The defendant was on bail, and his bondsman monitored him by GPS. The police obtained the GPS information to connect him to another crime. He had no reasonable expectation of privacy in the bondsman’s GPS. People v. Campbell, 2018 COA 5, 2018 Colo. App. LEXIS 70 (Jan. 25, 2018):
[*28] To begin, we address the first prong of Katz, under which a defendant must have an actual expectation of privacy in the place searched. Campbell urges that he maintained a subjective expectation that the GPS data generated by his ankle monitor would not be exposed or otherwise subjected to “public scrutiny.”
[*29] As support for this assertion, he notes that the monitoring company stored the data “in a web-based secured interface.” Further, Campbell asserts that, because he wore the ankle monitor at the request of a private bail bondsman, he believed the sole purpose of the GPS monitoring was to ensure that he did not abscond from the state and thereby fail to appear in court. He did not anticipate that the data would be used “to facilitate criminal investigations.” We assume without deciding that Campbell had an actual, subjective expectation of privacy in the GPS data. See Gutierrez, 222 P.3d at 932 (deferring to trial court’s finding that the defendant had a subjective expectation of privacy in tax returns where tax preparer kept the records in a secure cabinet).
[*30] Nevertheless, we conclude under the second prong of Katz that any expectation of privacy in the GPS data was not “one that society is prepared to recognize as ‘reasonable.'” Katz, 389 U.S. at 361 (Harlan, J., concurring). Campbell asserts that “other jurisdictions have held that GPS location data implicates an individual’s privacy interest.” However, the cases he cites in support of that argument involved circumstances in which law enforcement agents surreptitiously installed GPS tracking devices on individuals’ vehicles without obtaining warrants. See, e.g., United States v. Jones, 565 U.S. 400, 132 S. Ct. 945, 181 L. Ed. 2d 911 (2012). Campbell correctly asserts that those cases generally acknowledge the “unique attributes of GPS surveillance.” Id. at 415 (Sotomayor, J., concurring). Certainly, several courts have recognized that long-term GPS monitoring “generates a precise, comprehensive record of a person’s public movements that reflects a wealth of detail about her familial, political, professional, religious, and sexual associations.” Id.
[*31] However, the cases cited by Campbell do not address the precise issue here — whether a defendant has a reasonable expectation of privacy in GPS location data transmitted to and collected by a third party. Under the Supreme Court precedent, Campbell had no reasonable expectation of privacy in the GPS data because he voluntarily disclosed such data to a third party — his bondsman. Campbell was aware that his bondsman had access to the GPS location data to ensure that he did not leave the state while out on bond. In short, Campbell “t[ook] the risk, in revealing his affairs to another, that the information w[ould] be conveyed by that person to the Government.” Miller, 425 U.S. at 443. Thus, even if we assume he subjectively believed his GPS data would remain private, that expectation was not one society would be prepared to call reasonable.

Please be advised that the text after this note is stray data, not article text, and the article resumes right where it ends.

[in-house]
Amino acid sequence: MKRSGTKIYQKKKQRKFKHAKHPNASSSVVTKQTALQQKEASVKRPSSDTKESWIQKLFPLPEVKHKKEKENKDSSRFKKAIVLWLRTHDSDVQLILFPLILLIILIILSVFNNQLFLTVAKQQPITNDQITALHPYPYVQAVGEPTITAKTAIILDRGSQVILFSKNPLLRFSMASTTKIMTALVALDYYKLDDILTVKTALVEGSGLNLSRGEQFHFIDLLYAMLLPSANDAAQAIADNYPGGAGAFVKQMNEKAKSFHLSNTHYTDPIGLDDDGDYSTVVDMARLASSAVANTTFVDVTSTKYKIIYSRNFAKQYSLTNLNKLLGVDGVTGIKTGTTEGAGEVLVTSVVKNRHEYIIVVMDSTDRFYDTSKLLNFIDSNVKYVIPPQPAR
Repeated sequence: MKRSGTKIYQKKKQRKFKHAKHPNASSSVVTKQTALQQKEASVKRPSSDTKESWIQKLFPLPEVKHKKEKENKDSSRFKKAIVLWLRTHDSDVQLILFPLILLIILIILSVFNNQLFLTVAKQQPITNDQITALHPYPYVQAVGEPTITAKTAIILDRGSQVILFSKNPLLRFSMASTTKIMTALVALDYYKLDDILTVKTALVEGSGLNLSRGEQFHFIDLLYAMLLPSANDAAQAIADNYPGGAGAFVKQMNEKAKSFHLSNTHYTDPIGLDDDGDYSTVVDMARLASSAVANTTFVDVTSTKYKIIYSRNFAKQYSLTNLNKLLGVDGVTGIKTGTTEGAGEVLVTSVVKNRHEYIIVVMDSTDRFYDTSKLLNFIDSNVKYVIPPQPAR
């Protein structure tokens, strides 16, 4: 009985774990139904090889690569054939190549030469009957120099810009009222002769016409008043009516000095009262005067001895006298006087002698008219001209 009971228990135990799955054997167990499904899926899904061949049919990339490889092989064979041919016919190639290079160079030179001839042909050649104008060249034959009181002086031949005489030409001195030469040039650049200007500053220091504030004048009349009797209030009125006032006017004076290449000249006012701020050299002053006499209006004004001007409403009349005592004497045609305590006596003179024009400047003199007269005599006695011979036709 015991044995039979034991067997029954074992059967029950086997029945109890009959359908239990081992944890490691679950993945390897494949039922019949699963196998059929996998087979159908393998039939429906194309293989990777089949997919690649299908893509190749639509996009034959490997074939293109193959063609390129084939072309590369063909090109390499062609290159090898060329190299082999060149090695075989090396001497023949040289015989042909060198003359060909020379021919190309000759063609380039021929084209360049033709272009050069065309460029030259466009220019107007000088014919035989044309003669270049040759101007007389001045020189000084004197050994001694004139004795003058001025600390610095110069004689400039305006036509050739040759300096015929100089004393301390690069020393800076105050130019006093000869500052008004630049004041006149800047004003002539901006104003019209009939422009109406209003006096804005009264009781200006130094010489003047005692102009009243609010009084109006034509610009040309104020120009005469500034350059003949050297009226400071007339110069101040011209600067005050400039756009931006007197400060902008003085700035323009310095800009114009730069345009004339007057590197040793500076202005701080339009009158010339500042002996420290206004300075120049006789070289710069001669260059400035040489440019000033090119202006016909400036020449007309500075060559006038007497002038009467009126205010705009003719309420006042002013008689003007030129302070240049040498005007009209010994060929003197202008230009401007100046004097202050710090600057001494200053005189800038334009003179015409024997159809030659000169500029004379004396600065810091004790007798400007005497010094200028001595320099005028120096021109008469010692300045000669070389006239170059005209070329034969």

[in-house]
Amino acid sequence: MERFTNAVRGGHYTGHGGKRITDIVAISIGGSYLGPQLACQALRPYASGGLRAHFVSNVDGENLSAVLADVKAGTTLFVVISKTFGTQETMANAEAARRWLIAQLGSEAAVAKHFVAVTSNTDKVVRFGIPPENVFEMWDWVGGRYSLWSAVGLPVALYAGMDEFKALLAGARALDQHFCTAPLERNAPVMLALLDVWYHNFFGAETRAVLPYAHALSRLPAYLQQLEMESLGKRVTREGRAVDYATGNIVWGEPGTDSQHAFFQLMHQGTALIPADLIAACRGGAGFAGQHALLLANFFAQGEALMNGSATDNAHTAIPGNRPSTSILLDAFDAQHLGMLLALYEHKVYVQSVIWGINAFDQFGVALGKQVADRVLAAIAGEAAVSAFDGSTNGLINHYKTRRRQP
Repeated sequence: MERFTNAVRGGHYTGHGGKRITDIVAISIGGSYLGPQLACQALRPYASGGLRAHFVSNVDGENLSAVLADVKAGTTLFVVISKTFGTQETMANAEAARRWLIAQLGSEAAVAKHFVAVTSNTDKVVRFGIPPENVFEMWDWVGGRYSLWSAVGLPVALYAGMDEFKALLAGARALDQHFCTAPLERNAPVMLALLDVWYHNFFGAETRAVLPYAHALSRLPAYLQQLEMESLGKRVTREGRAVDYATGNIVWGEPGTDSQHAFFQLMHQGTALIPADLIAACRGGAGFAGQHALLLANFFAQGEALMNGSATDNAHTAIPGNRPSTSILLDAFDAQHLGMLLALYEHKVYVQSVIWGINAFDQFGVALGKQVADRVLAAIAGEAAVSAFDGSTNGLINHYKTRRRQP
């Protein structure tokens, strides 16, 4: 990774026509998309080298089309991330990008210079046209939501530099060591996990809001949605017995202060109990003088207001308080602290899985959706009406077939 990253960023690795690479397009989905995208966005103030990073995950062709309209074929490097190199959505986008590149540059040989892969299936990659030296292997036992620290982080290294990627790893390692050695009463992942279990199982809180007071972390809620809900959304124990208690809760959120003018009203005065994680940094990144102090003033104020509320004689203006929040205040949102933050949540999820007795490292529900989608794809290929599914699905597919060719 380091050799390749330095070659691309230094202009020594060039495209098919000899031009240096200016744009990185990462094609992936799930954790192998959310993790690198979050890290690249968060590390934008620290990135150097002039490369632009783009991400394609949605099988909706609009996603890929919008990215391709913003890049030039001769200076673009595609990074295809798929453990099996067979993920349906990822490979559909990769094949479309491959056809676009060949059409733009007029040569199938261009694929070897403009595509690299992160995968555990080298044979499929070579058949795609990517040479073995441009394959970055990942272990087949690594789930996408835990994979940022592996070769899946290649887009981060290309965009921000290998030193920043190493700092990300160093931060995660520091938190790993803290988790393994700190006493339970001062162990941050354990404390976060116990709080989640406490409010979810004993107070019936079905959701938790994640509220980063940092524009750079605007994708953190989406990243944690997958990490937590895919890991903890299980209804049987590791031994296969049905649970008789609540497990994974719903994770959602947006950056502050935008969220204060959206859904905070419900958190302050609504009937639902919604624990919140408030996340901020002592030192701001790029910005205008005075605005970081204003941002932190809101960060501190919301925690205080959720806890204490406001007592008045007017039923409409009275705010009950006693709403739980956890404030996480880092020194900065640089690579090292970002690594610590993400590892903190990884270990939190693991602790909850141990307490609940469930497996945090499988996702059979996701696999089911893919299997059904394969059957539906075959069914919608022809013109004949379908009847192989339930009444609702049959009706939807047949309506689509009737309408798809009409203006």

[*32] We reach the same result even under the broader protections afforded by the Colorado Constitution. In Charnes v. DiGiacomo, the supreme court distinguished Miller, 425 U.S. 435, 96 S. Ct. 1619, 48 L. Ed. 2d 71, by noting that a bank customer does not truly voluntarily disclose information about his or her financial transactions because bank accounts are necessary in modern life and because the customer’s primary purpose in having a bank account is facilitating the transfer of funds. 200 Colo. at 99, 612 P.2d at 1121 (discussing and following Burrows v. Superior Court, 13 Cal. 3d 238, 118 Cal. Rptr. 166, 529 P.2d 590 (Cal. 1974)). In contrast, here, Campbell chose to contract with the private bail bondsman and knew that the primary purpose of the ankle monitor was to track and record his location. Further, Campbell could not reasonably have anticipated that the GPS data would remain “free from governmental intrusion,” Sporleder, 666 P.2d at 140, when the bail bondsman could have reported his location to the court had he absconded in violation of his bond terms.
[*33] Accordingly, we conclude that Campbell cannot invoke the protections of either the Fourth Amendment of the United States Constitution or article 2, section 7 of the Colorado Constitution because he had no reasonable expectation of privacy in the GPS data. Thus, the trial court did not err in denying his motion to suppress.
Remember The Lincoln Lawyer? The bondsman made the client wear a GPS. Sometimes the court requires it, sometimes the bondsman if the risk is high enough. Since the book involved about a $1m bond, it’s reasonable for a bondsman to require that. You don’t like it? Shop for another bondsman.